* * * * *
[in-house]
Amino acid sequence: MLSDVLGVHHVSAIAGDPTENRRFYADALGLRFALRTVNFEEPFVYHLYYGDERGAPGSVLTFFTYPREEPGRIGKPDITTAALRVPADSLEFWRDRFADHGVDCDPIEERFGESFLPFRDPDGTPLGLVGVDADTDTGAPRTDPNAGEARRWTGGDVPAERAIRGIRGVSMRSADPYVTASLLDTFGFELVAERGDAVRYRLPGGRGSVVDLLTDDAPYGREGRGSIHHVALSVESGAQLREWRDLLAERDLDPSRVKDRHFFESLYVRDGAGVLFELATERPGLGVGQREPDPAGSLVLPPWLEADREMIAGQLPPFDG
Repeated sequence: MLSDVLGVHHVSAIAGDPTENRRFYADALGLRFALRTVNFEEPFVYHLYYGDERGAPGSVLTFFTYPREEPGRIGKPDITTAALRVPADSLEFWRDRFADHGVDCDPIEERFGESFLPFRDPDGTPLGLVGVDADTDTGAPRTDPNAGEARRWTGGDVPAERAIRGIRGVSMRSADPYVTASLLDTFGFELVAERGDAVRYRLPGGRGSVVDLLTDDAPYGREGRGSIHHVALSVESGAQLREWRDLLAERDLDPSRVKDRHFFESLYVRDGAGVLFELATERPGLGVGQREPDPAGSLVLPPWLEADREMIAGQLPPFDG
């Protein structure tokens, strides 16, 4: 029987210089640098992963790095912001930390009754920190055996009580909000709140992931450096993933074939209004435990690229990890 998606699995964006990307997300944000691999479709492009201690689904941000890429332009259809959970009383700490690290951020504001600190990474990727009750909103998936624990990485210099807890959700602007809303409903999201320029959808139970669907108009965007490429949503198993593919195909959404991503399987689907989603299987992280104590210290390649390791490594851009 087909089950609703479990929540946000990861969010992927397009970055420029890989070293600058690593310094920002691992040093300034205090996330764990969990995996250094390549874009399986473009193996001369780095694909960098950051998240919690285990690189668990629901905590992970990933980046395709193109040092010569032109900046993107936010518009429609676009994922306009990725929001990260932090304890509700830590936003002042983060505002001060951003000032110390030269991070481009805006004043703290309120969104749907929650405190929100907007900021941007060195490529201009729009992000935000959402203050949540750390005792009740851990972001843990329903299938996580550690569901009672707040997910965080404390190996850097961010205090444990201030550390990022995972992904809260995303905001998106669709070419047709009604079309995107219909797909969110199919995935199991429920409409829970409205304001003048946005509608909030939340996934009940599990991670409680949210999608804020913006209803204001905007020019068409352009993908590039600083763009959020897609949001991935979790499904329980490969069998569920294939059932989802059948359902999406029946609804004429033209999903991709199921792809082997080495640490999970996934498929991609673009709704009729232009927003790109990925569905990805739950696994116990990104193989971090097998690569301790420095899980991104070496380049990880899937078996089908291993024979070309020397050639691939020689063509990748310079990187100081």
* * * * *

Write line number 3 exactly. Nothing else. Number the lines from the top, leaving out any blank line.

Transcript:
Repeated sequence: MLSDVLGVHHVSAIAGDPTENRRFYADALGLRFALRTVNFEEPFVYHLYYGDERGAPGSVLTFFTYPREEPGRIGKPDITTAALRVPADSLEFWRDRFADHGVDCDPIEERFGESFLPFRDPDGTPLGLVGVDADTDTGAPRTDPNAGEARRWTGGDVPAERAIRGIRGVSMRSADPYVTASLLDTFGFELVAERGDAVRYRLPGGRGSVVDLLTDDAPYGREGRGSIHHVALSVESGAQLREWRDLLAERDLDPSRVKDRHFFESLYVRDGAGVLFELATERPGLGVGQREPDPAGSLVLPPWLEADREMIAGQLPPFDG